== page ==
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gress; cease further travel in religion, at least for a while:"_No! having begun the race of faith, we must patiently continue it; in sickness and in health must our souls follow after Christ, never imagining to ourselves a period to exertion, till life itself concludes. Then_0 then, it will be seen that the believer has not run in vain, nor laboured in vain! He had, after all, less toil and hardship in his way, than sinners have in running to destruction. But had he ever so much, one moment in the presence of Christ will seem compensation enough for all! And if the believer had much joyif in running after Christ in his time state, he was favoured with special views of his matchless excellence and glory, much more when he shall see him as he is, without impediments to uninterrupted vision. If back views of Christ were so animating, and raised in the soul such an ardour of delight in running after him, what shall it be to behold him face to face, not through a glass dimly, but in a medium of clearest and most marvellous light--the light of his own glory, which brightens all the scene of heaven! Amen.
THE MOTIVE AND MEANS FOR GLORIFYING GOD.
1 Cor. VI. 20. “For ye are bought with a price : therefore glorify
God in your body and in your spirit, which are God's."
PERHAPS there is nothing that provokes the ridicule, and moves the scorn of the irreligious world more, than a proposal to live to the glory of God. Addresses on the subject may be tolerated in the pulpit, merely because they are heard without attention, or because among a multitude, an individual is not easily touched by what seems as applicable to others as to himself. But if we bring forward the requirement to glorify God in common life, and in the private circleif we fairly propose it as the only reasonable end of action, and presume to estimate men's doings according to the relation which they bear to that
end; we shall soon perceive a manifest repugnance to our views; and, instead of heartily conceding to us the reasonableness of making our Creator's glory the great end of living; if we shall assert it in sincerity and with becoming earnestness, many will immediately conceive of us as persons of weak understandings, and as miserably enslaved to fanatical prejudices. It will seem to them highly extravagant, and hardly consistent with sobriety of mind, to attempt living to the glory of God.
If any shall doubt the correctness of this statement, let experiment verify or explode our opinion. Let a man inquire of the generality around him, what they think of living for God's glory? Let him put a similar question to some of the world's applauded poets, philosophers, and men of genius, and he will quickly discover, we fear, from the smiles or the frowns of those he accosts, that his question has excited resentment in some, or is regarded by others as a diverting incident to be treasured up for future amusement.
Is it then a thing so irrational and absurd -so foolish and inapplicable to human life, to act for the glory of God, that the very proposal of it brings a man's honesty or his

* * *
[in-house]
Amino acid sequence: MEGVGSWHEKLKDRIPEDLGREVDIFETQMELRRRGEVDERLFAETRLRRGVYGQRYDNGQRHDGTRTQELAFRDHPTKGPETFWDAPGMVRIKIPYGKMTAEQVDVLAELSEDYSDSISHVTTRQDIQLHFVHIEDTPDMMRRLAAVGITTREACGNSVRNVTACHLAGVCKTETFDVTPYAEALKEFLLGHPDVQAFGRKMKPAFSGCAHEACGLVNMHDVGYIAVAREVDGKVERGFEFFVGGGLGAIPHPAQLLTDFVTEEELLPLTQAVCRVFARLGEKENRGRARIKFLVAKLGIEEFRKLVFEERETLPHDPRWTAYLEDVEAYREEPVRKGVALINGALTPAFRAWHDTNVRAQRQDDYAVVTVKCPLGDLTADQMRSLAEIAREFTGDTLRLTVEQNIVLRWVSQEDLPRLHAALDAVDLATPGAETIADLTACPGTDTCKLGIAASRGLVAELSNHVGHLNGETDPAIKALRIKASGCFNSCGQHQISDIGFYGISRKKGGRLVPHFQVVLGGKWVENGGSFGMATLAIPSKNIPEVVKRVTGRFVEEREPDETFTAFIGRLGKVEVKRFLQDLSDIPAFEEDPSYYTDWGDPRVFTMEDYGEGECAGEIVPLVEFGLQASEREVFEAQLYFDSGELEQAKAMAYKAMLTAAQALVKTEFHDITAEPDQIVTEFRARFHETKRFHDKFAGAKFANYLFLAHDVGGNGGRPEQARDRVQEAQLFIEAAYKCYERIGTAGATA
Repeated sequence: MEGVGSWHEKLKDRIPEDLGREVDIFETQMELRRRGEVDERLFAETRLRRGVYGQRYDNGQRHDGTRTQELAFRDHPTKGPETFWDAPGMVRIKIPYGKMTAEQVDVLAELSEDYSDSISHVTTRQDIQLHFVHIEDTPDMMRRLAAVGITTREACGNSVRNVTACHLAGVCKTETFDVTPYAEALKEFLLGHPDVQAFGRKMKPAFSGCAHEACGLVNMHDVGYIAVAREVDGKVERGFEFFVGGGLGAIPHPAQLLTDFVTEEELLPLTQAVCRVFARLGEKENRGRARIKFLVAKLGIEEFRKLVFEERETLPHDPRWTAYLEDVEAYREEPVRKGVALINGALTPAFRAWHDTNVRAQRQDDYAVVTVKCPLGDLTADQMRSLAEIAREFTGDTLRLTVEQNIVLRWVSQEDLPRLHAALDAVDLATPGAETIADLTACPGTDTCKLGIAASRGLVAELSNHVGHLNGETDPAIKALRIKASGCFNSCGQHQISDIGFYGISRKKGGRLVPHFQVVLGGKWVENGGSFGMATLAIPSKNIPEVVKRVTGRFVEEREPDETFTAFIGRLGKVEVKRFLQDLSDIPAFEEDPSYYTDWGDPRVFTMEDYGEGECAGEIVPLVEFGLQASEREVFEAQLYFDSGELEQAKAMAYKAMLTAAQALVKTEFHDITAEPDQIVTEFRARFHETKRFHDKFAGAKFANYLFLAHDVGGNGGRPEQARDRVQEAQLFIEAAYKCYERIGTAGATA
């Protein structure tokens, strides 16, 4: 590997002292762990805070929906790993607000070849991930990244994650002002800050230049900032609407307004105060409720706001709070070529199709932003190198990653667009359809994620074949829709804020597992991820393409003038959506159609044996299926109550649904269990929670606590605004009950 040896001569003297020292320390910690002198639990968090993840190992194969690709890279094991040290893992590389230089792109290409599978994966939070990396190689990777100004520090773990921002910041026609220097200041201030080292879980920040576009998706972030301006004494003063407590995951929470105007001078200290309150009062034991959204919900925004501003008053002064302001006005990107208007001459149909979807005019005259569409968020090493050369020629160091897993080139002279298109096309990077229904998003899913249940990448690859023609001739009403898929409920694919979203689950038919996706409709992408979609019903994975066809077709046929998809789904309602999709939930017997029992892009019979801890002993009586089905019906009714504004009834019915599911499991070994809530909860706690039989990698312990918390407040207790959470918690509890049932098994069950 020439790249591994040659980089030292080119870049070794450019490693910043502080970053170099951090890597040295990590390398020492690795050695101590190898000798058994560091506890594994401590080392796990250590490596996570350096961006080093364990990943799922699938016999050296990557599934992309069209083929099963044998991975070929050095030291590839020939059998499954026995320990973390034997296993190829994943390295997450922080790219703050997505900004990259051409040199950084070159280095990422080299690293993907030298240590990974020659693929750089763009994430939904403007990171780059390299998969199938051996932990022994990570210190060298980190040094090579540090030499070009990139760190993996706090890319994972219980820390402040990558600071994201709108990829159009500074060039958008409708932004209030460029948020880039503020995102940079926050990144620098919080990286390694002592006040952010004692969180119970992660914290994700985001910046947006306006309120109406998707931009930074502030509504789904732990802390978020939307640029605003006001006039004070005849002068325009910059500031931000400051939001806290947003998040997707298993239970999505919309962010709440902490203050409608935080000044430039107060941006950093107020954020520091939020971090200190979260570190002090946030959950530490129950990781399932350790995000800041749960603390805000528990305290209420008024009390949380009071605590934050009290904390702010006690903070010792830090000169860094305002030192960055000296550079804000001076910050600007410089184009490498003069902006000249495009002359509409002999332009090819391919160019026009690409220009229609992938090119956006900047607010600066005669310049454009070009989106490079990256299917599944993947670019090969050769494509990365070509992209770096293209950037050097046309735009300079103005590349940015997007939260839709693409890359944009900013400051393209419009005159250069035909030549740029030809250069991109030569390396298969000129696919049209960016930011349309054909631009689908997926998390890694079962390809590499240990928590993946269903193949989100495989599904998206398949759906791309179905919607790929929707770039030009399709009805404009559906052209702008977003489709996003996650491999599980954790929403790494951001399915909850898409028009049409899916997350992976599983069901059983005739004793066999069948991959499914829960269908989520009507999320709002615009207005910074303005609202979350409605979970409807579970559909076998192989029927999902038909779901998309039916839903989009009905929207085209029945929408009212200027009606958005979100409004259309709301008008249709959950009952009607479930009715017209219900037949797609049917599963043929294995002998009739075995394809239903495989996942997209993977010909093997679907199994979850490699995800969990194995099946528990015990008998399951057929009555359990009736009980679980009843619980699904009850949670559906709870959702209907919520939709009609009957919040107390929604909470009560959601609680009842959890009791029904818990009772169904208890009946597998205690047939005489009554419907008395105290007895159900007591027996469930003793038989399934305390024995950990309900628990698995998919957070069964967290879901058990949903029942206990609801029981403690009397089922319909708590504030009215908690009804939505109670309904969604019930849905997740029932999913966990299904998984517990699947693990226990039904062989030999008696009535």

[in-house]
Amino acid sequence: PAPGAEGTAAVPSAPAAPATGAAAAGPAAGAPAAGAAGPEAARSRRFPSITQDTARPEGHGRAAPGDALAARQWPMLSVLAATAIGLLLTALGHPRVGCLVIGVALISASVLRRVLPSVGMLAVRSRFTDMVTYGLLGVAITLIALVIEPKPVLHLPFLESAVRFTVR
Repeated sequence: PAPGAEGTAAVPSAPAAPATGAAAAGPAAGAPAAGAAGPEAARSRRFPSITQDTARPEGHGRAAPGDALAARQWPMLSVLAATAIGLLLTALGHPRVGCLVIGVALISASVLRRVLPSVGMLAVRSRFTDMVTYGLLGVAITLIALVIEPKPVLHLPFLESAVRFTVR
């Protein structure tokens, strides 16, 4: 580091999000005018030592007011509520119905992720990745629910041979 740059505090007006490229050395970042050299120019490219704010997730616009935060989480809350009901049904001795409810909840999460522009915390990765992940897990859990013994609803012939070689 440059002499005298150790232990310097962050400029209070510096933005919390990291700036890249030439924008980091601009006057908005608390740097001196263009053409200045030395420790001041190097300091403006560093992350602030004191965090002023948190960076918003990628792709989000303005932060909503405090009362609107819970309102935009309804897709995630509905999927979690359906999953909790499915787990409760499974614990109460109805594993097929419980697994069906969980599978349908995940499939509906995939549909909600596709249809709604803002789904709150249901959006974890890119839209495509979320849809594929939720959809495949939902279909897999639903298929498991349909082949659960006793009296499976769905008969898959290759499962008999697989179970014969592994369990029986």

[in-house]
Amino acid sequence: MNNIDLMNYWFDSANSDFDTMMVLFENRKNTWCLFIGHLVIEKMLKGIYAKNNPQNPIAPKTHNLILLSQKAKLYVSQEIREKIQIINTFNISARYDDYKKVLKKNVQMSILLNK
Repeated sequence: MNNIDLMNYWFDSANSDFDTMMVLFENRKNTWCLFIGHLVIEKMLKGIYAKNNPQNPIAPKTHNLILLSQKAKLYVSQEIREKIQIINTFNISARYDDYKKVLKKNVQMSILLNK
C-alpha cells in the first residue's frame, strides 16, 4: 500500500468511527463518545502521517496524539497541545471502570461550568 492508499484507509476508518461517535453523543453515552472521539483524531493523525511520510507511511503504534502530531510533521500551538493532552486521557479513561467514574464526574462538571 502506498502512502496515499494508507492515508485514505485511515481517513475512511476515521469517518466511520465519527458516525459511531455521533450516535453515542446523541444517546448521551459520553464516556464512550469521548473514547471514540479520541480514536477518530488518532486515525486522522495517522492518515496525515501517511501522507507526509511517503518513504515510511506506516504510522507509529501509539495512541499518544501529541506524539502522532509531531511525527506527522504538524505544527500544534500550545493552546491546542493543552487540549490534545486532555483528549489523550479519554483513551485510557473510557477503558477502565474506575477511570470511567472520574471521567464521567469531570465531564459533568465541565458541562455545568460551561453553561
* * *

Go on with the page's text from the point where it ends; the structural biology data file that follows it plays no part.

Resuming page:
understanding into serious doubt? Is the world so thoroughly alienated from God, and so determined in its hatred and hostility, that its tamps its mark of reprobation on all who seek and serve their Maker as their chief good, and as their final cause of coming into life?
If the fact be undeniable, surely the statement of Scripture, that “the carnal mind is enmity against God," does nothing more than simply express the actual state of thousands at this hour, who, by contemning the glory of the Most High, and holding in derision those who pursue it, indicate a frame of nature replete with elements of dislike and strong aversion.
Why should it seem to any a mean and unmanly thing to live devoted to God? Our actions must have some proposed end in view. Now, we propose the infinite and glorious God in his revealed attributes of sovereign power to protect us, and of unsearchable goodness to satisfy and bless our souls to the uttermost, and throughout eternity, as the end of life reckoning it our indispensable duty, and our highest honour, to be instrumental to his glory. All other ends we look on as subordinate and inferior; and, if incompatible with this, to be renoun
ced as unworthy and unsafe. Next, let the worldly man produce what he pursues as the end of life; some quantity of this world's riches, perhaps—some height of rank or estimation among men, or some fruition of sensuality: if none of these, let him bring forth some other, or all worldly good at once; place it in open comparison with the blessedness and the glory of the everlasting God, and how pitiful will it appear! how worthless—how shameful! Is this thy substitute, O worldling, for God? Is it a proof of thy boasted understanding, to prefer such an object to God? Is there no folly in such a choice? is there no sin ? Alas! the last day will declare the infatuation and the crime of living for any end more than for the glory of God! Man, in his folly, deems it a low and unhonoured course to pursue such an end. How different is the judgment of angels, who for ever glow with intensest zeal to glorify Him who made them what they are, and gave them what they enjoy! And, doubtless, nothing can so dignify and exalt the creature-nothing can elevate its character, . and secure its happi. ness so effectually, as to deny selfish ends, and be devoted to God's glory.
This, in fact, is the chief end which God